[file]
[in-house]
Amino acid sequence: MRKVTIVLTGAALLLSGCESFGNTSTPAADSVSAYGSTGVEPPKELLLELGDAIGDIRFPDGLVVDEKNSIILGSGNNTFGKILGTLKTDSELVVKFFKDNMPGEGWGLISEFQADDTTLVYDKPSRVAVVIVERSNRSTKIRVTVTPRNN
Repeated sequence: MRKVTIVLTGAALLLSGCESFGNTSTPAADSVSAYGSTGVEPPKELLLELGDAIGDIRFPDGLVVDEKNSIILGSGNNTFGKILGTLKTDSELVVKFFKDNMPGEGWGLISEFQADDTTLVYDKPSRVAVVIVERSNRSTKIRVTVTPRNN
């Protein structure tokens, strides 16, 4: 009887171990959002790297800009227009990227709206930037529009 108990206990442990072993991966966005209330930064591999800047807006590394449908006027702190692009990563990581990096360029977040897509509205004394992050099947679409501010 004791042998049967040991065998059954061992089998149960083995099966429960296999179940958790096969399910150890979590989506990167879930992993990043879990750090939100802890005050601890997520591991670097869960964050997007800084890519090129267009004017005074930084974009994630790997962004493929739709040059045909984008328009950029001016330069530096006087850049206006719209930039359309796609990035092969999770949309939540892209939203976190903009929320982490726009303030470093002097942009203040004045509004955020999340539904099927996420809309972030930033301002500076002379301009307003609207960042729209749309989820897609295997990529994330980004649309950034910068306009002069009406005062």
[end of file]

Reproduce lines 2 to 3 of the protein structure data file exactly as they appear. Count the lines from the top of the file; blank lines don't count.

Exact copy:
Amino acid sequence: MRKVTIVLTGAALLLSGCESFGNTSTPAADSVSAYGSTGVEPPKELLLELGDAIGDIRFPDGLVVDEKNSIILGSGNNTFGKILGTLKTDSELVVKFFKDNMPGEGWGLISEFQADDTTLVYDKPSRVAVVIVERSNRSTKIRVTVTPRNN
Repeated sequence: MRKVTIVLTGAALLLSGCESFGNTSTPAADSVSAYGSTGVEPPKELLLELGDAIGDIRFPDGLVVDEKNSIILGSGNNTFGKILGTLKTDSELVVKFFKDNMPGEGWGLISEFQADDTTLVYDKPSRVAVVIVERSNRSTKIRVTVTPRNN